The following Examples are being submitted to illustrate embodiments of the present disclosure. These Examples are intended to be illustrative only, and are not intended to limit the scope of the present disclosure. Also, parts and percentages are by weight unless otherwise indicated.

Comparative Example 1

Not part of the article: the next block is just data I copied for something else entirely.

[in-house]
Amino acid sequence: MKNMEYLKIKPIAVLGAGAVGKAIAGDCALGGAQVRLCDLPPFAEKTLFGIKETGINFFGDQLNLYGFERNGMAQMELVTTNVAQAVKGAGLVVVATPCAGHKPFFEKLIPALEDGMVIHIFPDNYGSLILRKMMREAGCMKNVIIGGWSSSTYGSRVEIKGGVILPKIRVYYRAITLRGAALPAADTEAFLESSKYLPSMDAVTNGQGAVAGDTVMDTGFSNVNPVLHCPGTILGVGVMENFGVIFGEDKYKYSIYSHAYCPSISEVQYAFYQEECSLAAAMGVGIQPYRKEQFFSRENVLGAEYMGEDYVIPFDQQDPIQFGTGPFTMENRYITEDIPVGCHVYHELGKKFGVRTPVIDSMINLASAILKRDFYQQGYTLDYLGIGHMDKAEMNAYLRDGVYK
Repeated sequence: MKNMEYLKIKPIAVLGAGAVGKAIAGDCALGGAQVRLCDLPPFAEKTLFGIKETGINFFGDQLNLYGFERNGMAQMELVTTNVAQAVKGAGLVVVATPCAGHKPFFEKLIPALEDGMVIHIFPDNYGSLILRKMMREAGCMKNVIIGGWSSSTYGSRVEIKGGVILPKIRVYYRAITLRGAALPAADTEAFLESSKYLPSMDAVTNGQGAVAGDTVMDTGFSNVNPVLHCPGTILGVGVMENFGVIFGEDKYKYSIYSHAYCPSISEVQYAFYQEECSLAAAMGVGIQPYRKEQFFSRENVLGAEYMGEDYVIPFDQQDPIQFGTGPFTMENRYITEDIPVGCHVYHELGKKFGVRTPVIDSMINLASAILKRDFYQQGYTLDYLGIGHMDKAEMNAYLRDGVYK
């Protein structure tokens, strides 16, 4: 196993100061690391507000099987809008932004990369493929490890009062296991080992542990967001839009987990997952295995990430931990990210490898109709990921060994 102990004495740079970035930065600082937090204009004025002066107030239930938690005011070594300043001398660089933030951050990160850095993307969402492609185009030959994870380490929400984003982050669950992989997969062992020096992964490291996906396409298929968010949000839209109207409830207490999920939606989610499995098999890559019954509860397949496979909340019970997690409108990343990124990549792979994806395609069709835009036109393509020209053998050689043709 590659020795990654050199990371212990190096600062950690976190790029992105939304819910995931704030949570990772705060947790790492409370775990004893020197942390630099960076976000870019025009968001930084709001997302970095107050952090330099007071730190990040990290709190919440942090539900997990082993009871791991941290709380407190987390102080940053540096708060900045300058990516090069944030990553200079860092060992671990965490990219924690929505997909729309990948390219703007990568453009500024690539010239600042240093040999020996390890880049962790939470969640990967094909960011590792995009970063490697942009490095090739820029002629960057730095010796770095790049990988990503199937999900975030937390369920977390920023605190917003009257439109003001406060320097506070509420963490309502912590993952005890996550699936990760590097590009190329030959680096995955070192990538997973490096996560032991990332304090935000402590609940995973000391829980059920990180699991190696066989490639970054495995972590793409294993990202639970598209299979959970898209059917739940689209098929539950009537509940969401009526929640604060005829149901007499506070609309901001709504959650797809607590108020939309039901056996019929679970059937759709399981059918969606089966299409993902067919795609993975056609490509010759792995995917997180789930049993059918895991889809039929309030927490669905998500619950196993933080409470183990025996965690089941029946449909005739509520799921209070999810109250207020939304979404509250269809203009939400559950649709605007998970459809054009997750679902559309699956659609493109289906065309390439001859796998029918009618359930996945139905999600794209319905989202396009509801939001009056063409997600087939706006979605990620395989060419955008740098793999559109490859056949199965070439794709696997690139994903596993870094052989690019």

An imaging member or photoconductor was prepared by providing a 0.02 micrometer thick titanium layer coated (the coater device) on a biaxially oriented polyethylene naphthalate substrate (KALEDEX™ 2000) having a thickness of 3.5 mils, and applying thereon, with a gravure applicator, a hole blocking layer solution containing 50 grams of 3-aminopropyl triethoxysilane (γ-APS), 41.2 grams of water, 15 grams of acetic acid, 684.8 grams of denatured alcohol, and 200 grams of heptane. This layer was then dried for about 1 minute at 120° C. in the forced air dryer of the coater. The resulting hole blocking layer had a dry thickness of 500 Angstroms. An adhesive layer was then prepared by applying a wet coating over the blocking layer, using a gravure applicator, and which adhesive contained 0.2 percent by weight based on the total weight of the solution of copolyester adhesive (ARDEL D100™ available from Toyota Hsutsu Inc.) in a 60:30:10 volume ratio mixture of tetrahydrofuran/monochlorobenzene/methylene chloride. The adhesive layer was then dried for about 1 minute at 120° C. in the forced air dryer of the coater. The resulting adhesive layer had a dry thickness of 200 Angstroms.